Р[Linux only] [$1000] [126296] High CVE-2011-3109: Bad cast in GTK UI. Credit to Micha Bartholom̩.

– [126337] [126343] [126378] [127349] [127819] [127868] High CVE-2011-3110: Out of bounds writes in PDF. Credit to Mateusz Jurczyk of the Google Security Team, with contributions by Gynvael Coldwind of the Google Security Team.

– [$500] [126414] Medium CVE-2011-3111: Invalid read in v8. Credit to Christian Holler.

– [127331] High CVE-2011-3112: Use-after-free with invalid encrypted PDF. Credit to Mateusz Jurczyk of the Google Security Team, with contributions by Gynvael Coldwind of the Google Security Team.

– [127883] High CVE-2011-3113: Invalid cast with colorspace handling in PDF. Credit to Mateusz Jurczyk of the Google Security Team, with contributions by Gynvael Coldwind of the Google Security Team.

– [128014] High CVE-2011-3114: Buffer overflows with PDF functions. Credit to Google Chrome Security Team (scarybeasts).

– [$1000] [128018] High CVE-2011-3115: Type corruption in v8. Credit to Christian Holler.

Google Chrome 19.0.1084.52 requires an Intel-based Mac running Mac OS X 10.5 or later to install and run.

If you’ve tried the new version and have any feedback to offer, please let us know in the comments.

CrossOver updated to 11.1.0

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Date: Tuesday, May 22nd, 2012, 09:05
Category: News, Software

CrossOver, the popular emulation program from CodeWeavers, has been updated to version 11.1.0. The new version, which is available as a demo, offers the following fixes and changes:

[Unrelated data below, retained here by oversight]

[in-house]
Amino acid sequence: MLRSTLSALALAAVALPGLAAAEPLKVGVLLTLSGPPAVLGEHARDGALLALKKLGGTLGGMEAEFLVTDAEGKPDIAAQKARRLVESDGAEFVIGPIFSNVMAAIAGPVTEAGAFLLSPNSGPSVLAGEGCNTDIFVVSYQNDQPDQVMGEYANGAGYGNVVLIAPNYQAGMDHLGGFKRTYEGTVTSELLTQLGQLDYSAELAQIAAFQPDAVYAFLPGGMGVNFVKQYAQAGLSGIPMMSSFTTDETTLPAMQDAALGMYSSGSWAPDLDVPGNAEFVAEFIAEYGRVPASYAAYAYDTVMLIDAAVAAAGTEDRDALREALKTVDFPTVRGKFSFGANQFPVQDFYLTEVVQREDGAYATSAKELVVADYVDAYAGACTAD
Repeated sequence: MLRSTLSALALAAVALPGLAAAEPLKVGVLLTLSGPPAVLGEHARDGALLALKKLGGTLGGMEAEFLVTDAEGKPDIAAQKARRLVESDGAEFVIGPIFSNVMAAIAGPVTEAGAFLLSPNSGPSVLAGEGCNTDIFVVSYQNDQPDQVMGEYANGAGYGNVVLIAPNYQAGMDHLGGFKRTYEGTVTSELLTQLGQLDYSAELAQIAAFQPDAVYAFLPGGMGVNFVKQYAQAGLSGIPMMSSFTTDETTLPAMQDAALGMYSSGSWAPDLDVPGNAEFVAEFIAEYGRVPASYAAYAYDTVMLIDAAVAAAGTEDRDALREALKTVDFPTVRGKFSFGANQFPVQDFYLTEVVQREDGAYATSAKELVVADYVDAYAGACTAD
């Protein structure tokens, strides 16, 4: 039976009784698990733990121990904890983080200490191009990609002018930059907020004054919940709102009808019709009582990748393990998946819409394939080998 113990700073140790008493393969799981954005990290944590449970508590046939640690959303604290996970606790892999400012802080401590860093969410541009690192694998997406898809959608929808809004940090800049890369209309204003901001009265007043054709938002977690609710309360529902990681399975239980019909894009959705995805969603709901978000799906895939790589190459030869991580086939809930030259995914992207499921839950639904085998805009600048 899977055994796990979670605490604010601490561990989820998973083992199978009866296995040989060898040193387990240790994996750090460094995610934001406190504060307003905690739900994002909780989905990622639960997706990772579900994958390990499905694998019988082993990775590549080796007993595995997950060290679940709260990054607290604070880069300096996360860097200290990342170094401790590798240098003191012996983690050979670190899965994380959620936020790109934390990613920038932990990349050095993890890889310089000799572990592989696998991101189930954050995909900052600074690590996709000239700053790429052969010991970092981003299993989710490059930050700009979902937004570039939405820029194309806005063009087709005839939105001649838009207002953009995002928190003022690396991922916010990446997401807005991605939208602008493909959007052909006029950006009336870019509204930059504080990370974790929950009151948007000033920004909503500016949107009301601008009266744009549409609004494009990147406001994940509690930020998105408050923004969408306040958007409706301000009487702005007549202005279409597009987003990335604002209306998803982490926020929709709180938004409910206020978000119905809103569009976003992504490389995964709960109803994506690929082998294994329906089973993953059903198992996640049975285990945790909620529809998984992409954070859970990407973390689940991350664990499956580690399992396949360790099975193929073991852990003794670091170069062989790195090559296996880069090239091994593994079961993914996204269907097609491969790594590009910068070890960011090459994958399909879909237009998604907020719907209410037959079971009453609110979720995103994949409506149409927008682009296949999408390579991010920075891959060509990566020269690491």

New Game Support:
– Support for Diablo III.

Application Enhancements:
– Smoother installation process for some versions of Microsoft Office.

– Printing fix for Project 2007.

– Fixed an error saving certain documents in Excel 2010.

CrossOver Enhancements:
– Printing how honours duplex settings.

– Printing fixes to non-letter sized paper.

– Improvements to Spanish-language translations.

– Fixed an error where IE6 in a Win98 bottle would complain it was not registered.

– Fixed an error which would cause CrossOver’s ‘Welcome’ screen not to appear in some situations on Mac OS X Lion.

– Fixed a problem which caused Windows applications to have slightly (four) fewer graphics shaders available than they could have, which could produce graphics glitches in games.

CrossOver 11.1.0 retails for US$59.95 and requires Mac OS X 10.5 and or later and an Intel-based Mac to install and run.

If you’ve tried the new version and have any feedback to offer, please let us know in the comments.

Google Chrome updated to 19.0.1084.46

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Date: Tuesday, May 15th, 2012, 12:01
Category: News, Software

google-chrome-logo

High version numbers be damned, a new version of Google Chrome just hit and you might want to grab it.

Google Chrome, Google’s new web browser, just reached version 19.0.1084.46 for the Mac. The new version, a 38.6 megabyte download, offers the following changes:

– Adds the ability for tabs to be synced across multiple devices (feature will be rolling out over the coming weeks).

Google Chrome 19.0.1084.46 requires an Intel-based Mac running Mac OS X 10.5 or later to install and run.

If you’ve tried the new version and have any feedback to offer, please let us know in the comments.

Rumor: Apple to debut next-gen, thinner, Retina Display-equipped MacBook Pro units at WWDC 2012

Posted by:
Date: Tuesday, May 15th, 2012, 05:11
Category: Hardware, MacBook Pro, Rumor